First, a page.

Snapchat is fighting for your right to take selfies in the voting booth

Ok, maybe we think it through a little more.

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Well said. There’s another way this can come out too which doesn’t require any bad intent behind it. Say all my friends are diehard Bernie fans, and on primary day they’re all proudly showing off their ballot selfies. Then their eyes turn towards me. “Hey Kyew, where’s your ballot selfie?” I respond “My phone died so I couldn’t get it” to hide my secret Clinton shame.

Next time I vote, I’m going to remember that scene. Maybe I’m kind of leaning towards reelecting Hillary, but now my friends won’t stop singing about Warren, and I really don’t want to have to face lying to them again…


There is a VERY GOOD REASON for laws like this, and they’re the same reasons as against human-readable voting machine receipts. IT KEEPS PEOPLE FROM BUYING VOTES. Duh.

Buying votes, in the most literal meaning of that term, is virtually non-existent in the US, because there’s no way for the buyer to know if someone actually voted the way you instructed them to. But if you allow people to take pictures of their completed ballot, you’ve just opened the door to widespread vote buying. It’s a stupid, stupid, stupid idea.


Try “common modus operandi in some countries.”

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The point of human-readable voting machine receipts is to have a paper record available for verification, the receipts are supposed to be printed and directly moved/stored in a locked box without human intervention, so they wouldn’t facilitate vote-buying, they could prevent electronic fraud, though, if they weren’t fought tooth-and-nail.


Just thought I’d chip in with this old article that I posted the last time this came up. The use of camera phones for voting fraud started happening almost as soon as they were available. Keep the ban in place.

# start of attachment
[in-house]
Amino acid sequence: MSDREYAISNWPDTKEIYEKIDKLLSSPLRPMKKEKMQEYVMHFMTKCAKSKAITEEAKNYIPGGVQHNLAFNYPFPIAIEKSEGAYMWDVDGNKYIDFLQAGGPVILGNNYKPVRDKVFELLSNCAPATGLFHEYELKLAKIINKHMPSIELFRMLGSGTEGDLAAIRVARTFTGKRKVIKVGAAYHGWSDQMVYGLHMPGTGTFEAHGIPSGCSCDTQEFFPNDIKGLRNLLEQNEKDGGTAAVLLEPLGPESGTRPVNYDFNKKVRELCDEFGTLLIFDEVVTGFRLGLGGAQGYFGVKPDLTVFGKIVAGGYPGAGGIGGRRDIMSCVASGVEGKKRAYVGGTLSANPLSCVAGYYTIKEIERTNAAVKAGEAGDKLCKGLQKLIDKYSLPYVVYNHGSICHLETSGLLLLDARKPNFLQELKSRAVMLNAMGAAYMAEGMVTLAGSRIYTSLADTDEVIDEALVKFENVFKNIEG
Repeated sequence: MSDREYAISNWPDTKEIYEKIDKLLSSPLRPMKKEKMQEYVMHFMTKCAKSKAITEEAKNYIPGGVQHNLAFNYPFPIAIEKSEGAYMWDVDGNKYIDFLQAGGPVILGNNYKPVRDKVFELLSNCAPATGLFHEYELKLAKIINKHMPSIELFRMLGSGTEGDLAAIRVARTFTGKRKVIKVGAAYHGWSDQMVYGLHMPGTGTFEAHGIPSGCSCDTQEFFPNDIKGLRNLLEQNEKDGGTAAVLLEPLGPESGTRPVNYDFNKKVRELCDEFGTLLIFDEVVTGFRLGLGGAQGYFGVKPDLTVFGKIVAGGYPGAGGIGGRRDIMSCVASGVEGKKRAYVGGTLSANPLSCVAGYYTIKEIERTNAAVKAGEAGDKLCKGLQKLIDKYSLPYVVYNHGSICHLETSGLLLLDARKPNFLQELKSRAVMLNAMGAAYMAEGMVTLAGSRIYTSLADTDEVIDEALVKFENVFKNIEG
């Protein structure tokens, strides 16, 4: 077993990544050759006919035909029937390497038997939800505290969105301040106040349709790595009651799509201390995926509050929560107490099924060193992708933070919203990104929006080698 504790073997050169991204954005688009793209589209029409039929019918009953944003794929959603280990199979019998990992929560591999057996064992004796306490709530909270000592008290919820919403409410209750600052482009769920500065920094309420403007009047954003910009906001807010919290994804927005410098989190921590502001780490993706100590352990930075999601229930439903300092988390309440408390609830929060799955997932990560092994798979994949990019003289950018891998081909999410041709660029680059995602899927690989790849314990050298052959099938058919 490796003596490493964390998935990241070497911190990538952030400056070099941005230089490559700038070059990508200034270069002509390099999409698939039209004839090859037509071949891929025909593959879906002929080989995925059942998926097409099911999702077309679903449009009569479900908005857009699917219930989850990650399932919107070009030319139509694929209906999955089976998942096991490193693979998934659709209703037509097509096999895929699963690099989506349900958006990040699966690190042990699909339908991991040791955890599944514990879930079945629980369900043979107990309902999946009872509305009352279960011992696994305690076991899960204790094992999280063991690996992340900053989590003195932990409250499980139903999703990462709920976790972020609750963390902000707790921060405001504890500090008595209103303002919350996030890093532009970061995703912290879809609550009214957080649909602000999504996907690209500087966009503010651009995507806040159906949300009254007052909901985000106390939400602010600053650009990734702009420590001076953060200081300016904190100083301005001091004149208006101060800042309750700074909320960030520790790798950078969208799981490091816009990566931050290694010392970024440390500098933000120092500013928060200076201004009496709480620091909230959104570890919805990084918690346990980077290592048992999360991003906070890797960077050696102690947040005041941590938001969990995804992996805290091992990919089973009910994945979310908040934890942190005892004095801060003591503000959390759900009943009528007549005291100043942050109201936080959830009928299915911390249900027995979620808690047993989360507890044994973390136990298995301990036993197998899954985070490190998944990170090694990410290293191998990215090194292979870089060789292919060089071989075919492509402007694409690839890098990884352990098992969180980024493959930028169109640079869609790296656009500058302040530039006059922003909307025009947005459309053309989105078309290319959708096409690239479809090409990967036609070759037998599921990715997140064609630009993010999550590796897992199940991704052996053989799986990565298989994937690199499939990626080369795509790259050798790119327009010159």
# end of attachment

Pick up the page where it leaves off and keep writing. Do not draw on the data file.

I love how the First Amendment trumps like, everything. Even the secret part of ‘secret ballot’.

If you can prove how you voted, that opens the door to folks buying your vote, duh.

Exactly. The real potential for voting fraud doesn’t come from individual voters, it comes from a single person (or group of people) changing thousands of votes at once by tampering with the vote-tallying process.


I specifically said receipt, which by definition, is something the voter would receive and keep. This is different from a paper log that’s viewable through a window on the voting machine, but never actually given to the voter. I’m all in favor of that.

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@Carl_Manner @art_carnage

Except that you’d have to be an idiot to pay for a photo of a ballot. No Photoshop even required, fill out a ballot the way your briber/extortionist wants, take the photo, then go to the poll workers for a new ballot, telling them to destroy the one you accidentally spoiled.

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“You’d have to be an idiot to…” is not even slightly comforting. There are TONS of idiots, we’re surrounded by them every day, and any sensible policy must account for what they might do. Many of these idiots vote, and who those idiots will vote for is THE freaking cornerstone of the political strategy of at least one major party.

Of the people who are dumb enough to even talk to someone that pays bribes for votes, how many do you think would come up with the idea of asking for a new ballot all on their own? My guess is precisely none of them.

The next time you hear something related to the electoral process that makes you think “you’d have to be an idiot to do that”, please also consider just how many idiots there are.


New feature: My app will photoshop your X to the appropriate spot so you can get paid by multiple candidates. :imp:


Very subtle, nice!


Who’s going to actually do that, though? If someone is actively soliciting paid votes, most people are either going to accept or refuse; the number of people who will bother with the sort of counterscam you’re describing is pretty slim.

Still, would you pay people to do something you have no way of verifying that they did?

Spoiled ballot? We have electronic voting. You can fix your mistakes all you want. But once you hit the “confirm” button, that’s it. No do-overs. You’ve voted. Period.

The screen doesn’t show your vote details after you hit Confirm, does it?

California still has actual paper ballots that you can spoil and turn in for a new ballot. Until it goes into the box, it doesn’t count.

When you hit the Confirm button, which is a large physical button below the touchscreen, the button lights up, and a green border appears around the ballot, which is still on the screen. After about 5 seconds, the screen is cleared. More than enough time to snap a picture.